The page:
Macro-economic analysis, Financial Management

Macro-Economic Analysis

Measuring the Level of Economic Activity

Gross National Product (GNP) and the Gross Domestic Product (GDP) are the two most widely used aggregates of the level of macroeconomic activity.

  • Gross National Product (GNP): The GNP is the value of all goods and services produced by the resources owned by the nation. Though GNP does not differentiate between resources owned by the citizens of the country within the country and abroad, it does not include the value of goods and services produced totally by resources owned by foreigners.
  • Gross Domestic Product (GDP): The gross domestic product measures the value of the products produced within the country irrespective of the ownership of resources used in the production. A high degree of correlation is generally observed between the GNP and the GDP though their definitions imply that GNP is more related to the nation's income than the GDP. While GNP is more useful in predicting sales of consumption goods, GDP is more related to the nation's production and hence useful in predicting the sales of intermediate products.

GNP and GDP are both used to estimate the level of economic activities and the future sales of consumption goods and services. Apart from these, these are three types of economic indicators: leading indicators, coincidental indicators, and lagging indicators.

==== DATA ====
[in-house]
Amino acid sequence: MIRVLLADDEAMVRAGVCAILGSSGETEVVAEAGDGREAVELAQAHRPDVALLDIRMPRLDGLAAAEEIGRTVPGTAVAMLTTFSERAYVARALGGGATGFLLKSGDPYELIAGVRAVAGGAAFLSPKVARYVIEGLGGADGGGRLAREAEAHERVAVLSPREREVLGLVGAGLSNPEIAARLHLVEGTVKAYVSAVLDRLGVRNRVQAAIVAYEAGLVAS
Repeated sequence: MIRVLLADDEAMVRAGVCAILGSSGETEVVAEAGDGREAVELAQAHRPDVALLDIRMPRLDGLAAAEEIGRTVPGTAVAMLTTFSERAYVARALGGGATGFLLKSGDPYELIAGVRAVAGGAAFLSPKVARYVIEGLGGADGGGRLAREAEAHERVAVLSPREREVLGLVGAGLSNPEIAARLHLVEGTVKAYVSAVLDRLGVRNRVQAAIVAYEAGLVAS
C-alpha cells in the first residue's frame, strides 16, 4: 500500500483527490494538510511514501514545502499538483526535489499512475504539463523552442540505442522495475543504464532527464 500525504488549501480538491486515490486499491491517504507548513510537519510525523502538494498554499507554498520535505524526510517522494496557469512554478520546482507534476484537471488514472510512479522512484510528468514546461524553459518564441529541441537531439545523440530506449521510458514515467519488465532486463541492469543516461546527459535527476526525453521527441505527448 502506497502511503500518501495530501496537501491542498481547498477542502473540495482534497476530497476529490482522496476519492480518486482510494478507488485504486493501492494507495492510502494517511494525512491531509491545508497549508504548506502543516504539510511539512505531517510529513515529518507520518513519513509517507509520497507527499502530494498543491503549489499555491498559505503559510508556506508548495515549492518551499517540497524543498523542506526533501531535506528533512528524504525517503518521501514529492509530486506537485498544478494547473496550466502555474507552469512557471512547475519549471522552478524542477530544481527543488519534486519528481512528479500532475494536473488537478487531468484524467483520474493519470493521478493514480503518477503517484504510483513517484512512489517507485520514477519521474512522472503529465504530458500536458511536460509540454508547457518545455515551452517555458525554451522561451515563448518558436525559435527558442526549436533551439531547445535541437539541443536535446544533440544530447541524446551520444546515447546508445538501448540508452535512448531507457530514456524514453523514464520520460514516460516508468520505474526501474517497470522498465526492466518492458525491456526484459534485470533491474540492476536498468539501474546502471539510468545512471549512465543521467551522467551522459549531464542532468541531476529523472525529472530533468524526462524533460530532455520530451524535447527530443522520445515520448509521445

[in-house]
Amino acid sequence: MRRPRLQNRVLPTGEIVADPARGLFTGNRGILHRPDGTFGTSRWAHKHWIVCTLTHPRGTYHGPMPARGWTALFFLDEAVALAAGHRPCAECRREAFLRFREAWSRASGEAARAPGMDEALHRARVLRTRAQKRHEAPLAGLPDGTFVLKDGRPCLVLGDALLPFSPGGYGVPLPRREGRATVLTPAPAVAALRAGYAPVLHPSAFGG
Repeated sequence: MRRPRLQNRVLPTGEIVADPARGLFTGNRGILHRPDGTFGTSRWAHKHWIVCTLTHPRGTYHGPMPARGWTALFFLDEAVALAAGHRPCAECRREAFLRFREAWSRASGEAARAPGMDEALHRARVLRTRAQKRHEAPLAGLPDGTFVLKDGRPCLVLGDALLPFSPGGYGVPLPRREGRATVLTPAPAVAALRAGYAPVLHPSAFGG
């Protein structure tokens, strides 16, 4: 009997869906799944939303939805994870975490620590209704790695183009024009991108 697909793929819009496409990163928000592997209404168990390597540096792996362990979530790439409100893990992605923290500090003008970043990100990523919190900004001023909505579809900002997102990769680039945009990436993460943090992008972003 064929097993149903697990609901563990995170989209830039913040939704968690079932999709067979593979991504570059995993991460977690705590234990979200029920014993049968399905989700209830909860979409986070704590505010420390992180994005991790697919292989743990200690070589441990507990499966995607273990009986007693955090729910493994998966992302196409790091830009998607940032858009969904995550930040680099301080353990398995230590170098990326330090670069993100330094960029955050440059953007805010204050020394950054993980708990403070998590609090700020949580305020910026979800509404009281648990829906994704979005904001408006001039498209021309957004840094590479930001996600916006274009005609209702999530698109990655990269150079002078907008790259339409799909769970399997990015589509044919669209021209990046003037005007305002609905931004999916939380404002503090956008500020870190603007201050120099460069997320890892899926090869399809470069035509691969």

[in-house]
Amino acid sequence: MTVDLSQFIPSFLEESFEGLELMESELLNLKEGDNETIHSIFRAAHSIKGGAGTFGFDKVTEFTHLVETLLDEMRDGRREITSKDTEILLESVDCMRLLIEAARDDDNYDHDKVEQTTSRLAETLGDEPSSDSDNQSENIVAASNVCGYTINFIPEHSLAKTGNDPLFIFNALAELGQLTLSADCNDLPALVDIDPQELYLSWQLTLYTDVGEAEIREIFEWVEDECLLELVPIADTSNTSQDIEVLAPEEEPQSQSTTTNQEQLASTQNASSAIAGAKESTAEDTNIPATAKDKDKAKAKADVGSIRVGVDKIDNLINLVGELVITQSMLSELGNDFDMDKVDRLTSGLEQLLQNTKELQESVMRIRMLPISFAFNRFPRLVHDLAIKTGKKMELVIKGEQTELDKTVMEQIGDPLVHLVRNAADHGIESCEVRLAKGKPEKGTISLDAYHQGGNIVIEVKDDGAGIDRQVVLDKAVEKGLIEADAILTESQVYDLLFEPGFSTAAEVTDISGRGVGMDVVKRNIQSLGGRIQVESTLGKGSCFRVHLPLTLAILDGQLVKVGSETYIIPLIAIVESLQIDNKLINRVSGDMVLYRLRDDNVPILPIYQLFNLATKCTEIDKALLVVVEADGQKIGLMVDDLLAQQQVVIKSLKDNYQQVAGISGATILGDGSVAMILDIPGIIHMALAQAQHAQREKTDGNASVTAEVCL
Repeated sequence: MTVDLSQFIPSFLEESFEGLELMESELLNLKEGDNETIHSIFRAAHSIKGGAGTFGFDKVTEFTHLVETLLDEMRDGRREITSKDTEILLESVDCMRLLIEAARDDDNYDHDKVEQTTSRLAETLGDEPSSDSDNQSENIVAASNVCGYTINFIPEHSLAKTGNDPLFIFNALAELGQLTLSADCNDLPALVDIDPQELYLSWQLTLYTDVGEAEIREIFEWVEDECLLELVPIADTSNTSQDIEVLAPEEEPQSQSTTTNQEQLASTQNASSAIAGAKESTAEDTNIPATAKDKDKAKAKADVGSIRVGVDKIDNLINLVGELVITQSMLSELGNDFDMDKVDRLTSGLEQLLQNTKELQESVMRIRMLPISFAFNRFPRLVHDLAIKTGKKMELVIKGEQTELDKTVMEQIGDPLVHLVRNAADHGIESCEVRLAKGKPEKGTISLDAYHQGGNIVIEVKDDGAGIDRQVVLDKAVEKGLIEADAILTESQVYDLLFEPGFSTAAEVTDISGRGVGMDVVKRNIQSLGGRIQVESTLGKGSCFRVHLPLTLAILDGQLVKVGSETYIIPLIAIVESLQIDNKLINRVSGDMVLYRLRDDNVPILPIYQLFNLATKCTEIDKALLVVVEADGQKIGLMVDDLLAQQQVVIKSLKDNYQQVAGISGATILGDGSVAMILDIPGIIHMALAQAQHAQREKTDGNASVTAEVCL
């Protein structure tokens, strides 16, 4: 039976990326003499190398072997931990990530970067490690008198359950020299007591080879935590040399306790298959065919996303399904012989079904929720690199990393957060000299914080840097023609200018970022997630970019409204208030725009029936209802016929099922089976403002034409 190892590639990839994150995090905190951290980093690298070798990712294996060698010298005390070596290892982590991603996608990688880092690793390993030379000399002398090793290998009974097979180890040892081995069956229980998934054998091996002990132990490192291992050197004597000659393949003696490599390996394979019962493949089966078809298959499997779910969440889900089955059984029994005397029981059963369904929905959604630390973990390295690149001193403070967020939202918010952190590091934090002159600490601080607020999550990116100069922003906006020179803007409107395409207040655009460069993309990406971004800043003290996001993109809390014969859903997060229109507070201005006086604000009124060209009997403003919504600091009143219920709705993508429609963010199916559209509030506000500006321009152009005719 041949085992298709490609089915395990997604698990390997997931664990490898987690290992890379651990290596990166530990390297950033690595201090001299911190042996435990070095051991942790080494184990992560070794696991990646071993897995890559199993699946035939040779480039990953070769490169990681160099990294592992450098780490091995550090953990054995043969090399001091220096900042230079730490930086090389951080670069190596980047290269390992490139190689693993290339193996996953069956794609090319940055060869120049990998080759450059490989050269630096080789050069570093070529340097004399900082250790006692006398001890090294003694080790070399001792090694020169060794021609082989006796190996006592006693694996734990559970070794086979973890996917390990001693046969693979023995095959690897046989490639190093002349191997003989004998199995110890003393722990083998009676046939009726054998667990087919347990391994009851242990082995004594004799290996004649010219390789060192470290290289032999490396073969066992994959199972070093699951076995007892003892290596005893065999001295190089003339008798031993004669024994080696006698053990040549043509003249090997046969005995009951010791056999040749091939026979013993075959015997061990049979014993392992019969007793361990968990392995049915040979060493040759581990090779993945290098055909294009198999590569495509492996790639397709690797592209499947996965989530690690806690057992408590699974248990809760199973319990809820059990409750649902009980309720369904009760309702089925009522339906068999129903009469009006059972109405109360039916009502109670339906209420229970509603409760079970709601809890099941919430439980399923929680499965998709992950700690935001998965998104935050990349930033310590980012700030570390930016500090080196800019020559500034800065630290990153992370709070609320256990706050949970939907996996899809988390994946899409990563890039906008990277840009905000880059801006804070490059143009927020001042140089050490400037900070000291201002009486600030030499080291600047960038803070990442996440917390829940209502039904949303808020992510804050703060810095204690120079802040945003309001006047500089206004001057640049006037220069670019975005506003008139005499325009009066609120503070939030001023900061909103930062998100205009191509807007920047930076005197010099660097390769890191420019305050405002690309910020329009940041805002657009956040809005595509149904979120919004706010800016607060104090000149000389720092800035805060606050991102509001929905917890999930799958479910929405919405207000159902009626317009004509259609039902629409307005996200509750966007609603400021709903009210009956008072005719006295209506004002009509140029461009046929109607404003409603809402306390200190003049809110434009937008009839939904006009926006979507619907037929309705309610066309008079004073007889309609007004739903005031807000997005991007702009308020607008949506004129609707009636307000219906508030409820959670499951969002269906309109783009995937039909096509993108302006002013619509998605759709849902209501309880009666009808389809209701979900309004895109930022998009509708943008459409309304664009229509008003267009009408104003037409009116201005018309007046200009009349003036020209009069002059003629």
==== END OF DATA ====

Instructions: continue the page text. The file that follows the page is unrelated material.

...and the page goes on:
• Leading indicators: These indicators are highly sensitive to the changes in the economic environment and foretell the changes in economic activity i.e., they rise or fall ahead of similar changes in the economic activity. These indicators are used for projecting the future trends in economic activity.
  • Coincidental indicators: These changes move in tandem with the level of economic changes and are therefore, used to assess the current state of the economy.
  • Lagging indicators: These indicators move after the change in economic activity has occurred. They are useful in assessing and comparing the various economic statistics and the actual level of economic activity.

For valuation based on discounting future cash flows, the leading economic indicators are the most relevant of all the three types of indicators. Though there are a few prominent indicators, which would help in predicting the future trends of the economy, each one of them may have some erratic behavior too. An aggregate of a few of these indicators would serve as a better indicative measure.

Leading Indicators

  • New orders of manufacturers (consumer goods and materials industries).
  • Supply of money.
  • Contracts and orders for plant and equipment.
  • Consumer price index.
  • Average weekly initial claims for unemployment insurance.

Coincident Indicators

  • Employees on non-agricultural payrolls.
  • Industrial production.
  • Personal income less transfer payments.


Posted Date: 9/11/2012 5:02:12 AM | Location : United States

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